6 Steps to a Successful Nurture Program
By Payal Parikh, Director of Client Engagement at Heinz Marketing
Would you marry someone on your first date? I’m guessing that 99% of you would say NO. Then why would you expect your prospect to make a purchasing decision at the first interaction? Most of your leads are not purchase-ready when they first raise their hand. In B2B marketing, it requires multiple touches (at least 7) for a prospect to convert. Does that mean you’d send them ‘Marry me’ or ‘Buy Me’ messages at least 7 times? No. They would run away at lightning speed and ghost you, block you, and unsubscribe.
So how do you approach your prospect who just showed that interest or who fits your typical buyer profile?
You nurture them.
What is lead nurturing and why is it important?
Lead nurturing is a process of engaging your prospects with your brand by providing them content that is appropriate at each stage of their buying process so you can earn their trust and ultimately their business.
Lead nurturing helps in elevating your brand in the eyes of your prospect by providing them relevant information. Prospects are looking to solve their problems and concerns, they have specific pain points. A nurture strategy helps address those concerns by providing content that resonates with them, educates them, sets your brand as a subject matter expert, and builds trust. And once you’ve established that trust as a brand, you have a much higher chance of earning their business.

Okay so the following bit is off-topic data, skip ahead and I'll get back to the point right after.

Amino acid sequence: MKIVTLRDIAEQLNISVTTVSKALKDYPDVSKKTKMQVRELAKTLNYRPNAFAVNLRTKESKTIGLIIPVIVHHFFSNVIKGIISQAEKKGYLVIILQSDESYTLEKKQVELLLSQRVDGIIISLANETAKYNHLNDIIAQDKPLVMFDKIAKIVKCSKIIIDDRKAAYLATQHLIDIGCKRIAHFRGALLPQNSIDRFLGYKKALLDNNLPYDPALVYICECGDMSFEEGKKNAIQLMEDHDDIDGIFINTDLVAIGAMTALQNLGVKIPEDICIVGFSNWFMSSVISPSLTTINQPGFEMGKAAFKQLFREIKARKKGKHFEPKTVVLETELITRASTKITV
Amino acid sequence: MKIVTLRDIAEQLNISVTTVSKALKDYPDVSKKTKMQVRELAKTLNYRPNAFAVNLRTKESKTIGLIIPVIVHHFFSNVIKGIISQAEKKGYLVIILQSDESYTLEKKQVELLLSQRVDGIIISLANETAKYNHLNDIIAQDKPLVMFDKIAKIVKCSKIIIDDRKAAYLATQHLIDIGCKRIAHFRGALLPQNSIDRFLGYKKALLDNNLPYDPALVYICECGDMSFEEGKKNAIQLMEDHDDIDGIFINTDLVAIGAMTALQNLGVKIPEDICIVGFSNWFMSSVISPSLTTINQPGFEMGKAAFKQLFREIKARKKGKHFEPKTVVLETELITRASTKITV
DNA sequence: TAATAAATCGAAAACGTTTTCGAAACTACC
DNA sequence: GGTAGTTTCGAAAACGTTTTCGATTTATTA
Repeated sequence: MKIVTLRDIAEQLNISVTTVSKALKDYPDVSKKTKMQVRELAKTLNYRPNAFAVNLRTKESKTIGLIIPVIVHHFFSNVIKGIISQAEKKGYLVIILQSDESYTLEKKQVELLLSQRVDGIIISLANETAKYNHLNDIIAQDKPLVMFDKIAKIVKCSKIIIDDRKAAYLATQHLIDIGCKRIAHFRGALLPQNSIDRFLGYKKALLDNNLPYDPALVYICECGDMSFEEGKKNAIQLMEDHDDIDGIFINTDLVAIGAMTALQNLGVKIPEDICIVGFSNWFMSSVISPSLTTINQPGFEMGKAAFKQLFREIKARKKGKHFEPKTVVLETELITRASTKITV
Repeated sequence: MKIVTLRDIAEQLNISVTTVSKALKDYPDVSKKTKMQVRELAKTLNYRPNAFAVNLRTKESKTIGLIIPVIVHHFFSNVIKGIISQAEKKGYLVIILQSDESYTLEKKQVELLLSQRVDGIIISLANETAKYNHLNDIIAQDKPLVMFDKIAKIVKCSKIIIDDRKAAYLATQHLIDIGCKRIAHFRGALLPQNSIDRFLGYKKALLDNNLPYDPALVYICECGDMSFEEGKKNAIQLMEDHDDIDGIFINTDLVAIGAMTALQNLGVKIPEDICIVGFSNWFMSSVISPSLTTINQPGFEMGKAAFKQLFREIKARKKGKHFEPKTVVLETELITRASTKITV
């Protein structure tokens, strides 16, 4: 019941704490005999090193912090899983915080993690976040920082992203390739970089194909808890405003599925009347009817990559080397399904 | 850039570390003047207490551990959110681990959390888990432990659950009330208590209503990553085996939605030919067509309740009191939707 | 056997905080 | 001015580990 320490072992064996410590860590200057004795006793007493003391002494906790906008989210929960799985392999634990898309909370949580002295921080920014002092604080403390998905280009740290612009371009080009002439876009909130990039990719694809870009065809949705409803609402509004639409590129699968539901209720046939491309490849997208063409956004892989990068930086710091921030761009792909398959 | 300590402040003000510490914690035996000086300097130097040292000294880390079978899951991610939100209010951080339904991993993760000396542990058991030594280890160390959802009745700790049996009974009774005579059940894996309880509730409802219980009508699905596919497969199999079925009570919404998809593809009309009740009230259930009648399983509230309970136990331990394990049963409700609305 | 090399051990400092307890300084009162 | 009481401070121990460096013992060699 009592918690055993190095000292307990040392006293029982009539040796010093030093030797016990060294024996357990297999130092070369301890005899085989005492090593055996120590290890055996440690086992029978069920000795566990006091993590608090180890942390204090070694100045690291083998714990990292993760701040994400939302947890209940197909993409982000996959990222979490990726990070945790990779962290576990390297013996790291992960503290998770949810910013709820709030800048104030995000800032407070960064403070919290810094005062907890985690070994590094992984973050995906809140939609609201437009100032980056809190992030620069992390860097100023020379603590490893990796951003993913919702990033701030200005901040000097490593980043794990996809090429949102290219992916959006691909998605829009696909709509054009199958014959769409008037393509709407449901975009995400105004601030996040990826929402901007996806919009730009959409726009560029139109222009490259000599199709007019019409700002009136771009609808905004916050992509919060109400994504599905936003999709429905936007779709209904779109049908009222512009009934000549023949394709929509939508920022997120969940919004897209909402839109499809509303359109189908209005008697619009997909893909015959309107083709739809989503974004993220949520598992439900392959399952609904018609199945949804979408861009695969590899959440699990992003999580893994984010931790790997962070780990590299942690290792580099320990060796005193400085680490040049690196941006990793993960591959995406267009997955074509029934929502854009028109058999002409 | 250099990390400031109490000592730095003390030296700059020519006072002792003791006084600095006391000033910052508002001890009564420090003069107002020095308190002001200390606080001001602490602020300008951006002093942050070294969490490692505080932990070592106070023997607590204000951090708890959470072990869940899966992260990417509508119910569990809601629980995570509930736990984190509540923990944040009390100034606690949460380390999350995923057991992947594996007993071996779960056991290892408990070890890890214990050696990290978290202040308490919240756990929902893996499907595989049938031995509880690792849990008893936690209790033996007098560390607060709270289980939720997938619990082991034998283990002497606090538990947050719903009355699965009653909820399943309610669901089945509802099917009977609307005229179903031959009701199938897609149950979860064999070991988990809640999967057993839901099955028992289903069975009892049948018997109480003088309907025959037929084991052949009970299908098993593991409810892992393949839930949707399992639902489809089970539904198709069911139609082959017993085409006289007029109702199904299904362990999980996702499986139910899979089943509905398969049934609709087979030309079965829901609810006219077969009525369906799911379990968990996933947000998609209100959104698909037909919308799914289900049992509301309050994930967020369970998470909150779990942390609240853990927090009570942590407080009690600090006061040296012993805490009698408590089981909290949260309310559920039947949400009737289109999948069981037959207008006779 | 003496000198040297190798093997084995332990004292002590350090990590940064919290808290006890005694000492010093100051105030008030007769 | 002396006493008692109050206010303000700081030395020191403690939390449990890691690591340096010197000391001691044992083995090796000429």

6 steps to create a successful nurture program
Step 1: Know your audience
Buyer personas are a key element to a successful marketing and sales strategy. If you don’t understand your target audience, how do you plan to sell them your product or service? By understanding your audience, their pain points, you can develop content that speaks to their concerns and needs.
By knowing their job focus and responsibilities, you’ll again be able to draft your messaging and content accordingly.
It is also important to determine their goals. This will help you determine how your product or service will help them achieve their goals more efficiently. Here are Nine Questions to consider when building B2B Buyer Personas.
Step 2: Know your content
Conduct a thorough audit of your existing content and identify gaps.
Before diving into new content development, make sure you know what you need to develop to achieve your goals. Chances are, you’ll find a lot of content you can repurpose. Conduct a content audit of your existing content pieces. And as Lisa mentioned in her blog here, it doesn’t necessarily have to be whitepapers, case studies, ebooks, and guides. It also includes any webinars you’ve done in the past, video clips, blogs, articles, etc. Add all your content pieces to a spreadsheet and start mapping each piece against which persona it is speaking to. Also, map the stage in which it will be relevant to your audience – Top of the Funnel (Awareness stage) – Middle of the Funnel (Consideration stage) – Bottom of the Funnel (Decision stage).